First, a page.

Given all the workers, transporters, buyers and sellers the town attracts, Mbare has become a melting pot for the local population, often from remote rural areas, and people from Mozambique, Malawi and Zambia, territories to which Zimbabwe is linked through its late nineteenth century colonial history. Its leader at the time was Cecil Rhodes, the owner of vast mining interests and head of the British South Africa Company, and who embodied the planned expansion from South African soil into present-day Zambia and Zimbabwe, which when annexed in 1895 came to constitute “Southern Rhodesia” (named after the aforementioned Cecil Rhodes). In 2017, Takadiwa produced one of his most important works, probably the most “political” of all his oeuvres, which he named The Falling of Rhodes/ia. With its monstrous and grotesque features, the wall sculpture mimics the statue of Cecil Rhodes, a monument to the British colonization of Southern Africa. Through this act of historical subversion, which constituted a fundamental turning point in his own poetic-political journey, Takadiwa linked his destiny with that of the militant movement Rhodes Must Fall. (3)

The town of Mbare, through its cultivation of strong connections with other ex-colonial territories, represents much more than a frenetic urban and mercantile allegory: the localized violence of a globalization imposed without regulation and at the lowest cost, exploiting the populations through which it spreads. Beyond their obvious aesthetic qualities, Takadiwa’s works reveal the profound historical and economic issues hidden behind the noise and chaos of Mbare’s labyrinthine and polycentric marketplaces, of which they are a subtle metaphor. The town’s (neo)colonial subconscious resurfaces all the more violently, as the decolonization of Zimbabwe was a painful process achieved through a bloody struggle for independence (especially from the 1960s onwards) and in a very tardive manner. Zimbabwe was almost the last African country to gain independence (April 8, 1980). Moreover the smell of smoldering ashes is never far away, even for Takadiwa’s generation born in post-independence Zimbabwe or as is often said “born free.” It is undoubtedly up to them, in the present day, to take charge of this slice of memory, of this subaltern subjectivity, largely maintained in silence, far from school textbooks and official monuments, etc.

This post-colonial subjectivity is inextricably entwined with the English language, which Takadiwa enjoys mistreating in his vortices of keyboard keys (QWERTY as a battlefield), with Zimbabwe’s love / hate relationship with the Commonwealth and more recently with the current extension of the “silk road,” increasingly promoted by China, whose investments in Africa are sometimes toxic and at others remedial.

Subaltern: the rich vein of memory in Takadiwa’s sculptures is even more complex as it is also linked to the violent events of June 2005 when Mbare’s trading area and its multiple markets found themselves the target of a vast operation of destruction and eviction carried out by the authoritarian Mugabe regime. Using the pretext of dismantling the black market, Mugabe attacked what he considered to be a nest of opponents. By razing kilometers of informal settlements, shops and businesses, he rapidly created tens of thousands of unemployed and hundreds of thousands of homeless across Mbare province. (4) The name given to this operation was “Murambatsvina” a Shona term meaning “Out with the garbage!”, clearly demonstrating the ruling state’s downgrading and marginalization of certain populations (more or less comparing them with waste), involved in an alternative economy. Their very existence is being played out in an alternative history of Zimbabwe.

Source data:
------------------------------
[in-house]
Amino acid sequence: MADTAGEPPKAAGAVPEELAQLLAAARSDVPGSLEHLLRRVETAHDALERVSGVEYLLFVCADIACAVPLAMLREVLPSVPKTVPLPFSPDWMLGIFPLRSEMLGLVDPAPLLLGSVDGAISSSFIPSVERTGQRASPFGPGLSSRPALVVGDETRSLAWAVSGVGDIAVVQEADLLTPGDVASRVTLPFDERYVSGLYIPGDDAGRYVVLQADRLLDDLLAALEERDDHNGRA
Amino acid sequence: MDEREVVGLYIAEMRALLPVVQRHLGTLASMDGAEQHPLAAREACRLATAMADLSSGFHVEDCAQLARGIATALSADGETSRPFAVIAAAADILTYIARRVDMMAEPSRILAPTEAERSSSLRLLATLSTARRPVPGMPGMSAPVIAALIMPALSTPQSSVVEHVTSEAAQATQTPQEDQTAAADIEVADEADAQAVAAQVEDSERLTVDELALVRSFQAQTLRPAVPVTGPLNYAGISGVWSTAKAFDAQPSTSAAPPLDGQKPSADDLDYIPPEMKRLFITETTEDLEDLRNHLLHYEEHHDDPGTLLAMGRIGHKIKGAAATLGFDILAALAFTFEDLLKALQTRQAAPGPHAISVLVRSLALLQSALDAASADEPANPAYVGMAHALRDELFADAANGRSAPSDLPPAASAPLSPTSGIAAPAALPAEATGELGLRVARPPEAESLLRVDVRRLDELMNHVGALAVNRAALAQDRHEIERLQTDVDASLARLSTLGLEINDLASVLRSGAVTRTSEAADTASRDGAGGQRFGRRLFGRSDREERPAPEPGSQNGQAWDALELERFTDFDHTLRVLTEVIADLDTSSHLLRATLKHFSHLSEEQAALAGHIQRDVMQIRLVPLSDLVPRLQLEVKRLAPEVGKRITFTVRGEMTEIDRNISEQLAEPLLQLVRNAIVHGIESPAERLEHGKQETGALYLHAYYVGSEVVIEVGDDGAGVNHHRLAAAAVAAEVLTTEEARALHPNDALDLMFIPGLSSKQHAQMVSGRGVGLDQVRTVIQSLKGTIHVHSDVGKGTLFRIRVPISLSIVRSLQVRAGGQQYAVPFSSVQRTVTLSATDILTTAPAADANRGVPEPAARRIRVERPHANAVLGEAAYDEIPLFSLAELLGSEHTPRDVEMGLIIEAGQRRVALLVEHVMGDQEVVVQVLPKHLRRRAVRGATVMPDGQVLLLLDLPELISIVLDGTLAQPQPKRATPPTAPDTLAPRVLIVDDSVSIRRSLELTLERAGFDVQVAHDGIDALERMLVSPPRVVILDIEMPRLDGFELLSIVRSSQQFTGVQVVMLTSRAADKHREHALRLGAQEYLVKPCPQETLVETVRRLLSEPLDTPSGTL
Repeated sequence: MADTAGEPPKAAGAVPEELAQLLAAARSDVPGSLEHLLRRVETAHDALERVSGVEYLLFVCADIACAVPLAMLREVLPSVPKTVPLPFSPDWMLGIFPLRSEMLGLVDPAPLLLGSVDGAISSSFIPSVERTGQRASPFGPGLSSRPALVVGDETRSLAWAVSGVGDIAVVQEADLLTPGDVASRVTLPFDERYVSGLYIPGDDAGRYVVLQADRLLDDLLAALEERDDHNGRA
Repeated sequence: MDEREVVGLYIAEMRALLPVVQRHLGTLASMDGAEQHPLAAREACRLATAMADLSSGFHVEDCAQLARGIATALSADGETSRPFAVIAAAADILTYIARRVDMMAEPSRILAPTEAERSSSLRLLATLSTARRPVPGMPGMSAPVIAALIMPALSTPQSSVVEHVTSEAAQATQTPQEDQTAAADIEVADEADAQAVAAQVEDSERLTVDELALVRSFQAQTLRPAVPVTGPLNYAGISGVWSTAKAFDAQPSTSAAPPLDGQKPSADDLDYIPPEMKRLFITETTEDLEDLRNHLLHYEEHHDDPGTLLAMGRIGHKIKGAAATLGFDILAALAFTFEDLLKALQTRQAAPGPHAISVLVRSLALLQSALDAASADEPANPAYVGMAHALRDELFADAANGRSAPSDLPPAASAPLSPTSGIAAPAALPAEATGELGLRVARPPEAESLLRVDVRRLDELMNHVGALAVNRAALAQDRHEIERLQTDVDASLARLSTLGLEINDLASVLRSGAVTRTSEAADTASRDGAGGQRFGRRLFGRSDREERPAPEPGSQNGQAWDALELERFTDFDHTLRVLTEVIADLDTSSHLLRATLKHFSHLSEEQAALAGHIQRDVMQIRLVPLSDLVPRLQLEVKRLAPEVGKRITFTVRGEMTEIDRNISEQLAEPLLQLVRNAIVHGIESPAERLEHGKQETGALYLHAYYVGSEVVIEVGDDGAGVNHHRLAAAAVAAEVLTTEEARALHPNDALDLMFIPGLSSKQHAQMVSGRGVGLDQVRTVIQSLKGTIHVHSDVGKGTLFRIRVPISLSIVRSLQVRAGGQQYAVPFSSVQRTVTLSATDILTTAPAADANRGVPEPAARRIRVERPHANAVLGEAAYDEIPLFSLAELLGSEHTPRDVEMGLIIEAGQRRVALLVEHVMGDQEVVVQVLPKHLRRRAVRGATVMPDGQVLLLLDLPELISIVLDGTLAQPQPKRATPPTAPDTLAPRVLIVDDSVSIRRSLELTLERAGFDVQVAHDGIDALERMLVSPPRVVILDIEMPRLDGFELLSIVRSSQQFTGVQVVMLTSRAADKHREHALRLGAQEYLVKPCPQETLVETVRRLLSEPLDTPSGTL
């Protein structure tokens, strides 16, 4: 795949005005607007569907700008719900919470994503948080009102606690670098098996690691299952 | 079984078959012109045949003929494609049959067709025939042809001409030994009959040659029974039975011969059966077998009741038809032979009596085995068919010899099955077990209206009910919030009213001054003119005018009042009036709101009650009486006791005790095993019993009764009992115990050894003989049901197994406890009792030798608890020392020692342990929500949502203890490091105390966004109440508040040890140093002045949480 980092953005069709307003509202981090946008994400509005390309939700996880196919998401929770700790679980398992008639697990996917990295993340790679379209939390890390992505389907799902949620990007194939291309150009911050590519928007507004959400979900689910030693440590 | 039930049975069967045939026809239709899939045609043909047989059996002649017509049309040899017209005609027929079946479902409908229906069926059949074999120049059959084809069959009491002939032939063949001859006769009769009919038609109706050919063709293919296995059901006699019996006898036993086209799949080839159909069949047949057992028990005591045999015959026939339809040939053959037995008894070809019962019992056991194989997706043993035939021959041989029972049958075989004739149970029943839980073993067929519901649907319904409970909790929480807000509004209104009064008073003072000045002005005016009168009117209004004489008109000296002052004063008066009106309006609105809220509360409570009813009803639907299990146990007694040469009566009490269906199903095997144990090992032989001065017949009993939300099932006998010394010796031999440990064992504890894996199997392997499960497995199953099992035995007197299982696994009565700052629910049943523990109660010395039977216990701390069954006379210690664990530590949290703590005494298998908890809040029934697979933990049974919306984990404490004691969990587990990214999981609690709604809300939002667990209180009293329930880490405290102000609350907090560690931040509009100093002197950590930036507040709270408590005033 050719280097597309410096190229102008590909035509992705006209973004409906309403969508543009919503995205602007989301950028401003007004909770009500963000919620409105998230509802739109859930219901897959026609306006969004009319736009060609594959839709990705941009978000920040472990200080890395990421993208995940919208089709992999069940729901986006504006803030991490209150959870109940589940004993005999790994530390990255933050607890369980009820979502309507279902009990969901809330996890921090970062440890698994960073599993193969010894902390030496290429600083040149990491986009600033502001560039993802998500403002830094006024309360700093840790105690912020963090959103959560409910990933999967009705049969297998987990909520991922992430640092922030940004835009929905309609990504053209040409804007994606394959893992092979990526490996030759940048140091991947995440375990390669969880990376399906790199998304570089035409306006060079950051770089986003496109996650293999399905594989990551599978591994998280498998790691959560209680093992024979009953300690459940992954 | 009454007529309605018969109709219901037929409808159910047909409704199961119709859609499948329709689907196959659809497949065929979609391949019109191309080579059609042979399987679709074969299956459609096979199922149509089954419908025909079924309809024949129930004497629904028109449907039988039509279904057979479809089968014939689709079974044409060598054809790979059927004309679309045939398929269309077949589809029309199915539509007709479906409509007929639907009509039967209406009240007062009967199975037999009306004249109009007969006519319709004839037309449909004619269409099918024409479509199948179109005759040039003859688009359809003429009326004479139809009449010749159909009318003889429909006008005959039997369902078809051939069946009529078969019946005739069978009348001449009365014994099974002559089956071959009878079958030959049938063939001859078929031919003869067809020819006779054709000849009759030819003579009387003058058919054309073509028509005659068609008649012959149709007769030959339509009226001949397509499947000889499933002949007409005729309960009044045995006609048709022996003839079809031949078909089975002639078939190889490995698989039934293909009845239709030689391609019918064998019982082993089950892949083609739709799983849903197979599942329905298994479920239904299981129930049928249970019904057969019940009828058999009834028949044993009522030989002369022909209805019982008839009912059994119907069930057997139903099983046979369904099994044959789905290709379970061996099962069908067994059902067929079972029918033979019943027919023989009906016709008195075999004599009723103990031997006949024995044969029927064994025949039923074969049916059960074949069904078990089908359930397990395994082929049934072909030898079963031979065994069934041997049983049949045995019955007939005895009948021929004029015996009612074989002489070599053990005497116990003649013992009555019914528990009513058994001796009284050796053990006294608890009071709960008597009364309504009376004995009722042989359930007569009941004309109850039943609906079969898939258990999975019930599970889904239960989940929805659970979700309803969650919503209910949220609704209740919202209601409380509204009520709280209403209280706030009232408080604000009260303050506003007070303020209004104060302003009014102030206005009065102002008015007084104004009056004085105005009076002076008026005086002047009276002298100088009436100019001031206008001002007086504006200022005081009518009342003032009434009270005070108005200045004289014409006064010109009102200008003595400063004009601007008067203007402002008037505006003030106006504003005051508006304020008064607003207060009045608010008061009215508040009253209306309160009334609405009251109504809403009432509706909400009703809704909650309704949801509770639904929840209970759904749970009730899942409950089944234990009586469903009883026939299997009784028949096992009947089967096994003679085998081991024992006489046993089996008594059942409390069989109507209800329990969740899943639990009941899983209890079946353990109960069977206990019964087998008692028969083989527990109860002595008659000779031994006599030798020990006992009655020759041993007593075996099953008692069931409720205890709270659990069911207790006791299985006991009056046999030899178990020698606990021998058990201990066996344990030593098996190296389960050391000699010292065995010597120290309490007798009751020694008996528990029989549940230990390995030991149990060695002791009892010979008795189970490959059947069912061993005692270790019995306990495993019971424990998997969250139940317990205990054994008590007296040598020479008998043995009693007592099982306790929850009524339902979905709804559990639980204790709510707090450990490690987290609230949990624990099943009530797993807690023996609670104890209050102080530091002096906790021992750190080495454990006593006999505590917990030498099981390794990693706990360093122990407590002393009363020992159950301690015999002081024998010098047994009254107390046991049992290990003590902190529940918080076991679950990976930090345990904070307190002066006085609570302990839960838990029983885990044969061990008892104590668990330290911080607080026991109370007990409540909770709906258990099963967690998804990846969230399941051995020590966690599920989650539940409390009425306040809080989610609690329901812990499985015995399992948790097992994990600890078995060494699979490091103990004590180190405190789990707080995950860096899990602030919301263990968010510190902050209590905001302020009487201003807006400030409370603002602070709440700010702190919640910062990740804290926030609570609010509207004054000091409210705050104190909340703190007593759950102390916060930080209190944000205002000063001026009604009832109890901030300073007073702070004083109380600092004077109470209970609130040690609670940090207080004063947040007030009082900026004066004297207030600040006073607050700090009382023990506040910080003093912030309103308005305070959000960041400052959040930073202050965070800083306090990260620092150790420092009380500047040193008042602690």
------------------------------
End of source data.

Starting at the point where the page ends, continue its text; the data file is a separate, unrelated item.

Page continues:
Somewhat ironically, the artist’s surname Takadiwa, meaning “we have been loved” in Shona, seems to respond to the interior racism of the scornful “Murambatsvina” as a sign of the reintegration of those who were marginalized or literally driven out during the most serious socio-economic crisis of the post-independence period (2006-2008). The cruelty of a government ready to decimate entire sections of its population, found its pretext in the very ability of he latter to develop an alternative economy and an autonomous way of life, with no direct ties to state structures (or desperately needed foreign currency). This developing autonomy is sublimely epitomized by the works of Moffat Takadiwa as spaces of repopulation.

Morad Montazami

1 Nathalie Etoke, Melancholia Africana, Paris, Cygne Press, 2010, p. 30
2 Echos of these psycho-geographical issues, with regard to the informal economy and urban development can by found in the analyses carried out in Kinshasa in Suturing the City. Living Together in Congo’s Urban Worlds, F. de Boek and S. Baloji, London, Autograph ABP, 2016, p. 130-131.
3 By securing the removal in 2015 of the Rhodes statue from the forecourt of the University of Cape Town (South Africa), the Rhodes Must Fall collective initiated a major wave of cultural decolonization, particularly in the academic and museum sectors. Through its influence on the works of artists, writers and ordinary citizens, themselves born of this historical decolonization, this movement, seeking to “update” memories and the monuments that embody them, has already taken giant steps towards a change in mentalities. At present, the Rhodes Must Fall collective is waiting on the decision of Oriel College of Oxford University, which is also planning to take down its statue of Cecil Rhodes (a decision process that appears to be more laborious and tricky than at the University of Cape Town in 2015.)
4 See:

Morad Montazami is an art historian, publisher and exhibition curator. After spending several years at the Tate Modern in London (UK) as Middle East and North African arts curator (2014-2019), he now directs the Zamân Books and Curating platform, which is dedicated to the study of Arab, African and Asian modernity. He was responsible for the exhibitions Bagdad Mon Amour, Institut des Cultures d’Islam, Paris (FR), 2018 and New Waves: Mohamed Melehi and the Casablanca Art School Archives, The Mosaic Rooms, London/MACCAL (UK), Marrakesh/Alsekal Arts Foundation, Dubai (AE), 2019-2020. He is a member of the collective Globalization, Art et Prospective, attached to INHA, Paris (FR) and regularly publishes in catalogs, collective works and various periodicals.

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The press release and the photographs are courtesy of the gallery and the artists.